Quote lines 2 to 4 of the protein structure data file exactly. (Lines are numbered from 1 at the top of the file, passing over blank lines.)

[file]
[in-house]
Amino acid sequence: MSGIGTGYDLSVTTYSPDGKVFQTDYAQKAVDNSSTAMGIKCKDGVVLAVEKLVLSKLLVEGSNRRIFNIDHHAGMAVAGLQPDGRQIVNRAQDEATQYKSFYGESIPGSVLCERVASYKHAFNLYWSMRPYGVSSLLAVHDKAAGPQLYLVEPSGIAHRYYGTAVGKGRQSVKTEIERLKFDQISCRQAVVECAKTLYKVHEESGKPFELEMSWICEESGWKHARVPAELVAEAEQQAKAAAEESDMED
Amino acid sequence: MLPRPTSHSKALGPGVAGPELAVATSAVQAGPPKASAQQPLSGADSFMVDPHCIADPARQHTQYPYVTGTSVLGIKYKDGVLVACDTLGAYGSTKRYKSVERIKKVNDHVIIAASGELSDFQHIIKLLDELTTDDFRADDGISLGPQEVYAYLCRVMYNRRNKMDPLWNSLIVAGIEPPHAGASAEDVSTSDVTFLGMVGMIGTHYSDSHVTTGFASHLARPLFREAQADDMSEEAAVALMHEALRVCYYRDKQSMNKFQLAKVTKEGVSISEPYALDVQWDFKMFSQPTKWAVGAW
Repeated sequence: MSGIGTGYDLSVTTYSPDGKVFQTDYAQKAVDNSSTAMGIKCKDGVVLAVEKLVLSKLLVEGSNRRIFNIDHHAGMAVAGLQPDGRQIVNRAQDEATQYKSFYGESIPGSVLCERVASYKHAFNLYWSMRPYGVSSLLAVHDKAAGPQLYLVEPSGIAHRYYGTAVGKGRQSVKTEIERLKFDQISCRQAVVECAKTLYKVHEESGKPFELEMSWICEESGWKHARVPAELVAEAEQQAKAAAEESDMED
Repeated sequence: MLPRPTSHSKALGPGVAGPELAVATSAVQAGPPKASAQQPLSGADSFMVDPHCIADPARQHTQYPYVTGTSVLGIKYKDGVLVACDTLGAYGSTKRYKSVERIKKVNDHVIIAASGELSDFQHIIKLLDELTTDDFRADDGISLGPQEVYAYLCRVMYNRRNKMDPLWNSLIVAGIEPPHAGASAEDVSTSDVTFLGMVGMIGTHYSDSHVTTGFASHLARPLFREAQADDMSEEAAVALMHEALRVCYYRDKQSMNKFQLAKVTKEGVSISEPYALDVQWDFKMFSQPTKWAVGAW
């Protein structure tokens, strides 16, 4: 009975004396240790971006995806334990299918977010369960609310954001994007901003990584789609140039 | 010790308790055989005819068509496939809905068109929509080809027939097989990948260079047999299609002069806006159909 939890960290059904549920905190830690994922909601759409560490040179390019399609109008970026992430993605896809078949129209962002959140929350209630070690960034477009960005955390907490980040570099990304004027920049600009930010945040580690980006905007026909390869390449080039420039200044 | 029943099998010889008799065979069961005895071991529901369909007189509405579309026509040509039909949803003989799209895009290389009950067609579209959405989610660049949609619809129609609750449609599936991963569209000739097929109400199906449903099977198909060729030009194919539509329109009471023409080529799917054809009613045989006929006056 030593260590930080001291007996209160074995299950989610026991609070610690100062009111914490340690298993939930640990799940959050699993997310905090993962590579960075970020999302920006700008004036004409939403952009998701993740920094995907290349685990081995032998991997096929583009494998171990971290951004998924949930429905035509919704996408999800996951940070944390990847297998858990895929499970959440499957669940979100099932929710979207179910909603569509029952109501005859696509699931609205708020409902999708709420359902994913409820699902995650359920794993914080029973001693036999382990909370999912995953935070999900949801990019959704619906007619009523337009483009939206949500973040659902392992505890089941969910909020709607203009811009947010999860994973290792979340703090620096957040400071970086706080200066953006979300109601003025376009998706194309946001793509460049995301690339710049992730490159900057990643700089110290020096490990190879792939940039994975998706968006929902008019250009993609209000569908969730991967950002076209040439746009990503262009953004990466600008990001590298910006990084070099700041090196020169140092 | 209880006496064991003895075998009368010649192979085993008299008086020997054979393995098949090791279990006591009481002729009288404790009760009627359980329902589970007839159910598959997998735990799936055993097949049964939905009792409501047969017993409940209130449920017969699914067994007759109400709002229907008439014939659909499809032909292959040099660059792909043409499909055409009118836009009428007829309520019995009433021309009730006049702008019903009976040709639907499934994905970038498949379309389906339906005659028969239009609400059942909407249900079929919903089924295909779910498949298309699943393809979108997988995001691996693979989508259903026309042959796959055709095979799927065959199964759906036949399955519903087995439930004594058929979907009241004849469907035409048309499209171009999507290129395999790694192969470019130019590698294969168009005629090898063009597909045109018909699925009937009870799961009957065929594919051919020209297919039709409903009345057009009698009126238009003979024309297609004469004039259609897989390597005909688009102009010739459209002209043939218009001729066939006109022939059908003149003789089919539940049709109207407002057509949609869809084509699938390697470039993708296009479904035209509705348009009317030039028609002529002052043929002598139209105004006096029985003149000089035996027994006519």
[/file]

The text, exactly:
Amino acid sequence: MSGIGTGYDLSVTTYSPDGKVFQTDYAQKAVDNSSTAMGIKCKDGVVLAVEKLVLSKLLVEGSNRRIFNIDHHAGMAVAGLQPDGRQIVNRAQDEATQYKSFYGESIPGSVLCERVASYKHAFNLYWSMRPYGVSSLLAVHDKAAGPQLYLVEPSGIAHRYYGTAVGKGRQSVKTEIERLKFDQISCRQAVVECAKTLYKVHEESGKPFELEMSWICEESGWKHARVPAELVAEAEQQAKAAAEESDMED
Amino acid sequence: MLPRPTSHSKALGPGVAGPELAVATSAVQAGPPKASAQQPLSGADSFMVDPHCIADPARQHTQYPYVTGTSVLGIKYKDGVLVACDTLGAYGSTKRYKSVERIKKVNDHVIIAASGELSDFQHIIKLLDELTTDDFRADDGISLGPQEVYAYLCRVMYNRRNKMDPLWNSLIVAGIEPPHAGASAEDVSTSDVTFLGMVGMIGTHYSDSHVTTGFASHLARPLFREAQADDMSEEAAVALMHEALRVCYYRDKQSMNKFQLAKVTKEGVSISEPYALDVQWDFKMFSQPTKWAVGAW
Repeated sequence: MSGIGTGYDLSVTTYSPDGKVFQTDYAQKAVDNSSTAMGIKCKDGVVLAVEKLVLSKLLVEGSNRRIFNIDHHAGMAVAGLQPDGRQIVNRAQDEATQYKSFYGESIPGSVLCERVASYKHAFNLYWSMRPYGVSSLLAVHDKAAGPQLYLVEPSGIAHRYYGTAVGKGRQSVKTEIERLKFDQISCRQAVVECAKTLYKVHEESGKPFELEMSWICEESGWKHARVPAELVAEAEQQAKAAAEESDMED